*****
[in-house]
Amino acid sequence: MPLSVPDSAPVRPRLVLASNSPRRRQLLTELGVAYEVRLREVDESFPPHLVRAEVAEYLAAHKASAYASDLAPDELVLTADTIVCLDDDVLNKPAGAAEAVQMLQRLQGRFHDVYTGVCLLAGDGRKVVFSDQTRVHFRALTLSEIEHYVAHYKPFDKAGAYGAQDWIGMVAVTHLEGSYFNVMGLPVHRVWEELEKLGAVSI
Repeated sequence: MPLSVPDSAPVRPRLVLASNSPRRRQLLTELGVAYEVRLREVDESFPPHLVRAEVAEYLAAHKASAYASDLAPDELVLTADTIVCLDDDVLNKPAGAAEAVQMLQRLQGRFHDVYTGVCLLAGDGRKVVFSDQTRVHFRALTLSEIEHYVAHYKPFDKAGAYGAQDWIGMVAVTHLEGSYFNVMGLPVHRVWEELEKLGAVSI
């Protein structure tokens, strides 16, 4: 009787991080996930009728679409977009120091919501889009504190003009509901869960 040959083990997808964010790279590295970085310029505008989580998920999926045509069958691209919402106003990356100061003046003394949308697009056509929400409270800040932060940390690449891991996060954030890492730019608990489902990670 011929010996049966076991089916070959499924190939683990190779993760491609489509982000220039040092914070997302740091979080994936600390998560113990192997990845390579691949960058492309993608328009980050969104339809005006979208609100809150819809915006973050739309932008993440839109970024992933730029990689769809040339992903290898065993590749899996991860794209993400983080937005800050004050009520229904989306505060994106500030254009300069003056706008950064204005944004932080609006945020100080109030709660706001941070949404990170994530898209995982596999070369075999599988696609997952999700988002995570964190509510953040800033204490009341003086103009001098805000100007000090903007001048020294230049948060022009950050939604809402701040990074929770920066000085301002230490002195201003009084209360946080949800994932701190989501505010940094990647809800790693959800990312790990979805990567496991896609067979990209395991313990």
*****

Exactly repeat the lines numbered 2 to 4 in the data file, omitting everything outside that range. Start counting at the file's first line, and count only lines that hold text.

Amino acid sequence: MPLSVPDSAPVRPRLVLASNSPRRRQLLTELGVAYEVRLREVDESFPPHLVRAEVAEYLAAHKASAYASDLAPDELVLTADTIVCLDDDVLNKPAGAAEAVQMLQRLQGRFHDVYTGVCLLAGDGRKVVFSDQTRVHFRALTLSEIEHYVAHYKPFDKAGAYGAQDWIGMVAVTHLEGSYFNVMGLPVHRVWEELEKLGAVSI
Repeated sequence: MPLSVPDSAPVRPRLVLASNSPRRRQLLTELGVAYEVRLREVDESFPPHLVRAEVAEYLAAHKASAYASDLAPDELVLTADTIVCLDDDVLNKPAGAAEAVQMLQRLQGRFHDVYTGVCLLAGDGRKVVFSDQTRVHFRALTLSEIEHYVAHYKPFDKAGAYGAQDWIGMVAVTHLEGSYFNVMGLPVHRVWEELEKLGAVSI
């Protein structure tokens, strides 16, 4: 009787991080996930009728679409977009120091919501889009504190003009509901869960 040959083990997808964010790279590295970085310029505008989580998920999926045509069958691209919402106003990356100061003046003394949308697009056509929400409270800040932060940390690449891991996060954030890492730019608990489902990670 011929010996049966076991089916070959499924190939683990190779993760491609489509982000220039040092914070997302740091979080994936600390998560113990192997990845390579691949960058492309993608328009980050969104339809005006979208609100809150819809915006973050739309932008993440839109970024992933730029990689769809040339992903290898065993590749899996991860794209993400983080937005800050004050009520229904989306505060994106500030254009300069003056706008950064204005944004932080609006945020100080109030709660706001941070949404990170994530898209995982596999070369075999599988696609997952999700988002995570964190509510953040800033204490009341003086103009001098805000100007000090903007001048020294230049948060022009950050939604809402701040990074929770920066000085301002230490002195201003009084209360946080949800994932701190989501505010940094990647809800790693959800990312790990979805990567496991896609067979990209395991313990």